Al-Banna wrote Risalat-al-Jihad (Treatise on Jihad) that has become an important document of indoctrination for modern day Islamists and jihadists. In his view, MB was to serve as a tool for establishing a worldwide ‘Islamic Homeland’. He opposed both the King of Egypt, King Farouq, and the British occupiers, which led to the liquidation of the Muslim Brotherhood by the Prime Minister of Egypt, Mahmud Fahmi al-Nuqrashi in 1948. Nurqashi himself was assassinated shortly thereafter by the members of Muslim Brotherhood. The Prime Minister’s successor, Abdul Hadi, arranged for the assassination of Hasan al-Banna in 1949. Soon thereafter, the Brothers (Ikhwan) in the Egyptian Army, later known as Free Officers and led by Col. Nasser seized power in a coup. The Muslim Brotherhood members take to mainstream politics when the political dispensation is democratic and take to arms when it is otherwise. That the remnants of the powerful MB are still active in Egypt was brought home forcefully when MB’s Mohammed Morsi took power as President of Egypt in c. 2012 after the elections, following the c. 2011 Egyptian revolution that ousted the long-serving President Hosni Mubarak. However, Morsi’s radical Islamization attempts on the predictable lines of MB were opposed by the Egyptians leading to a coup the very next year, deposing him and an Egyptian court imposing the death sentence on him.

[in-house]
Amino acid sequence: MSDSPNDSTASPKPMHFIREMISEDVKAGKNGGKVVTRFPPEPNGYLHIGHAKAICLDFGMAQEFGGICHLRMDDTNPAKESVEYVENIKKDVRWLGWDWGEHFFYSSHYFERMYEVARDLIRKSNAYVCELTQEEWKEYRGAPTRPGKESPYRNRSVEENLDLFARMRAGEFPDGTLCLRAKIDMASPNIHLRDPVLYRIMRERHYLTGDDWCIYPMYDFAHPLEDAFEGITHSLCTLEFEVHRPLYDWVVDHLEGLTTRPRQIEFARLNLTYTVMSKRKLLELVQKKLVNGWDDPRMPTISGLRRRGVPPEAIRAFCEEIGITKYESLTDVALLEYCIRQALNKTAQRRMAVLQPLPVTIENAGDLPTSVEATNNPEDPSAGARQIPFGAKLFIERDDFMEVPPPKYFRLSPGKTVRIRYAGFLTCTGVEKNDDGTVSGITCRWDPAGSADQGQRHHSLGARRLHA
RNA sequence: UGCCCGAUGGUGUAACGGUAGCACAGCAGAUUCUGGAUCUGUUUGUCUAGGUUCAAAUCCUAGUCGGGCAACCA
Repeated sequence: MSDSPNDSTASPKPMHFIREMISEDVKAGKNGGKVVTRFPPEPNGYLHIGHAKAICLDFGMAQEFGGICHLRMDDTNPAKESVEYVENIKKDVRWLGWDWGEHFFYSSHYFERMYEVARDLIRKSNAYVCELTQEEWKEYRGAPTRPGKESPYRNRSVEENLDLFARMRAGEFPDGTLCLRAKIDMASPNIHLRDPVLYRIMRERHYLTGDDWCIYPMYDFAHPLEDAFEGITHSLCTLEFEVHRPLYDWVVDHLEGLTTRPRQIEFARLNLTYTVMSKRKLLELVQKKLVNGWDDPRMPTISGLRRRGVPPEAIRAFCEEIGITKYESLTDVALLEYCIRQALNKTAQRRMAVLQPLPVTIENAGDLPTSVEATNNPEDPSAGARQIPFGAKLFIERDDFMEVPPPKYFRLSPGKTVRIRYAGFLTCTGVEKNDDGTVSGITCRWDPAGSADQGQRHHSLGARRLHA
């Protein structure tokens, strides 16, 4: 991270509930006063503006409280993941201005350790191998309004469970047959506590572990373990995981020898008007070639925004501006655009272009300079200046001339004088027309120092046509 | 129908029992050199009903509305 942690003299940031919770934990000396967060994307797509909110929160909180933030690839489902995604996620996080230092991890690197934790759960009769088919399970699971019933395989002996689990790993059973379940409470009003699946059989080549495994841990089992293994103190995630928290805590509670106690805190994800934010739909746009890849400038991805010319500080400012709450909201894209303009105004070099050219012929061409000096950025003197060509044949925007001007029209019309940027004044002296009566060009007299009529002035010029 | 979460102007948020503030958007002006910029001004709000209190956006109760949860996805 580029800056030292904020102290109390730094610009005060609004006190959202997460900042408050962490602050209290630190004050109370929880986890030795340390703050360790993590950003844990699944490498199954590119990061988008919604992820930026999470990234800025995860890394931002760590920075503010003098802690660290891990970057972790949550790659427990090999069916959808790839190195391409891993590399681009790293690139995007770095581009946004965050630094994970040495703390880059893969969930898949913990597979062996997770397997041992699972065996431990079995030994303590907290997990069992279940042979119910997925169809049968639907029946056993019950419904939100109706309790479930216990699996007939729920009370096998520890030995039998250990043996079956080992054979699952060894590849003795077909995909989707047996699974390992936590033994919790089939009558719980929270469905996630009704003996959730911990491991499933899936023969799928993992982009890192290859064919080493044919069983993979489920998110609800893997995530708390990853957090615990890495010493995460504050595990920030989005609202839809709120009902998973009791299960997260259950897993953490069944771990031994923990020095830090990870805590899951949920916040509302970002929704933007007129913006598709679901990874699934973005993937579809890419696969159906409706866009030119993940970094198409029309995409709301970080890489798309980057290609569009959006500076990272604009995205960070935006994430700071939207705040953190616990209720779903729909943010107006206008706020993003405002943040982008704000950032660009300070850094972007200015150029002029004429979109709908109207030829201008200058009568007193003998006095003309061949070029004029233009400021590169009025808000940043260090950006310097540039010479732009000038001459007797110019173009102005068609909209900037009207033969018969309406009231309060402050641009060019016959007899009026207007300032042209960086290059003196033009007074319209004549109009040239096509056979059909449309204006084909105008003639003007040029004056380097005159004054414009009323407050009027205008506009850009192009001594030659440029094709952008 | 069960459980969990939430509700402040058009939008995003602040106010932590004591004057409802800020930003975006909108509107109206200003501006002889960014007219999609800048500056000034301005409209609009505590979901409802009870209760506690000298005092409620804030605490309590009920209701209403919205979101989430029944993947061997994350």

While Muslim Brotherhood takes its unique place as an Islamist organization that is central to today’s Hamas, the credit (or notoriety?) for being the individual largely responsible for the thoughts behind Hamas, goes to another Egyptian, Sayyid Qutb (c. 1906-1966), the most prominent ideologue of MB. He is regarded generally as a Mujaddid (Reformer) of the last century, along with India’s Maulana Abu ala-al Mawdudi (who later migrated to Pakistan). As a contemporary of al-Banna, Qutb was the most important Islamist reformer who was also an advisor to two important Free Officers of the Egyptian Army, Col. Nasser and Anwar Sadat. As Col. Nasser and Syed Qutb drifted away over time and eventually came in conflict with each other, Qutb was arrested in c. 1954 for plotting to assassinate President Nasser and was hanged in c. 1966. His hanging caused widespread disturbances and violence in the Muslim world. His last book, written in jail, Ma ‘alim fi al-Tariq (Milestones) became a bestseller in the Muslim world. Qutb denounced the regime of Egypt as jahil (ignorant) and hence a legitimate target for removal through jihad. He argued that the concept of a nation-state was a conspiracy by ‘crusading and Zionist imperialism which must be eradicated’. The Egyptian Islamic Jihad (EIJ) one of whose Egyptian Army officer members later assassinated President Anwar Sadat for having entered into a peace agreement with Israel, was heavily influenced by MB though Ayman Al-Zawahiri, a member of EIJ (and jailed for his involvement in the assassination) and later the Emir of Al Qaeda, claimed that there were some minor differences between the two.